By: Ilana Kisilinsky  | 

Yeshiva University Celebrates the “Yoms”

On May 1, the Yeshiva University student body gathered for what is perhaps its largest annual event, the Yom Hazikaron and Yom Haatzmaut ceremony.  Yom Hazikaron is a day of remembrance for fallen soldiers and victims of terror.  It is celebrated on the day before Yom Haatzmaut as a reminder of what was sacrificed to gain the freedom of independence.  The ceremony was a display of the challenge of living as a Zionist Jew in Diaspora and still finding a connection with the State of Israel from afar.

“This is an important event to have at YU,” said Beth Gindi, a senior at Stern College and a member of the planning committee for this event. “There are so many different groups and types of people here, and the days of Yom Hazikaron and Yom Haatzmaut are days that everyone can relate to in different ways.”  This is a ceremony that begins with reflections on the past and those who have been lost, shifting to the celebration of liberty and the hope for the future.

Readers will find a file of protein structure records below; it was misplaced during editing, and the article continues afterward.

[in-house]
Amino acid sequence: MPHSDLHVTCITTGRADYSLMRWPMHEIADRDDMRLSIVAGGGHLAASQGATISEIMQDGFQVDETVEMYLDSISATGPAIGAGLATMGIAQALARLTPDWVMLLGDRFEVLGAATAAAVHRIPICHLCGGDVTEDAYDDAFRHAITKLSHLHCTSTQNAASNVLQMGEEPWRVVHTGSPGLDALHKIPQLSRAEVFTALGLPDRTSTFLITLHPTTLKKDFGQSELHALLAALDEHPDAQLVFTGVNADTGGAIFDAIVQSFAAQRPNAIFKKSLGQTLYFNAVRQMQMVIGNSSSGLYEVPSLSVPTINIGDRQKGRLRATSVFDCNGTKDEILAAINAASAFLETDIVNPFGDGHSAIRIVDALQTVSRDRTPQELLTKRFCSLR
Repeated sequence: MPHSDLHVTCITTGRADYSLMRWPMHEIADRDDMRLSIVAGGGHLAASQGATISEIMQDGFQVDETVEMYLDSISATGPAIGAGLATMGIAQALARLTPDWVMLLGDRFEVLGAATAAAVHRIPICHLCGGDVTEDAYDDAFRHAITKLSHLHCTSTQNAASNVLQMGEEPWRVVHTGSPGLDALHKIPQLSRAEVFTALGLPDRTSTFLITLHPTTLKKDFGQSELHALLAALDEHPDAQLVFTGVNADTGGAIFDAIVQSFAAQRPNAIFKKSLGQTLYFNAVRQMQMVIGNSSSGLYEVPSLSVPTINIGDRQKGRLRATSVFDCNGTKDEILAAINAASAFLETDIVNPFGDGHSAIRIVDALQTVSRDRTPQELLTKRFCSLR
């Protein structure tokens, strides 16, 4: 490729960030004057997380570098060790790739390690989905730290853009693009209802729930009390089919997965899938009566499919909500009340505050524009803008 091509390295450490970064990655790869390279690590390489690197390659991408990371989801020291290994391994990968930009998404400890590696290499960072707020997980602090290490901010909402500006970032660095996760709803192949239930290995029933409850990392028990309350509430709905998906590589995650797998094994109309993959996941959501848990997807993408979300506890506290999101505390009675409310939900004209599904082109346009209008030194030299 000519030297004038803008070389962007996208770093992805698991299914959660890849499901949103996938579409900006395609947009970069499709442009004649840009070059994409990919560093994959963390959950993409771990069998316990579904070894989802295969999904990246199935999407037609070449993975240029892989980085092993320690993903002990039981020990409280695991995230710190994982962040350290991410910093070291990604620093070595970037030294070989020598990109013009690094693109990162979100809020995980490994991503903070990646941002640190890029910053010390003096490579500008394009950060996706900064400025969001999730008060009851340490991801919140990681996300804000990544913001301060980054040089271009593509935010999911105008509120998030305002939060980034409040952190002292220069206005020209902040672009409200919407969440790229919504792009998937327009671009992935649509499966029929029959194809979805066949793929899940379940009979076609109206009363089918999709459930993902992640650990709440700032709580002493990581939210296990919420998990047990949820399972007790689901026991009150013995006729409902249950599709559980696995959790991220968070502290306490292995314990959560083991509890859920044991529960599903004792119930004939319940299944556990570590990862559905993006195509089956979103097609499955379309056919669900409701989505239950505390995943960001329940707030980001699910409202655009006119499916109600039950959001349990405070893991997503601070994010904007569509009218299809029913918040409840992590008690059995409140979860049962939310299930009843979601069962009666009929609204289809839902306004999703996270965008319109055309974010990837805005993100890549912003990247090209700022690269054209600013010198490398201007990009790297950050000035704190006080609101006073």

The event was organized by a committee of students from both the men’s and women’s campuses, working for months to ensure the ceremony’s success.

The ceremony started with a moment of silence and the sounding of the siren that plays throughout the State of Israel on Yom Hazikaron.  The Lamport Auditorium, where the ceremony was held, was filled with over 1,000 students, alumni, and faculty, all there to pay their respects and celebrate this incredible day.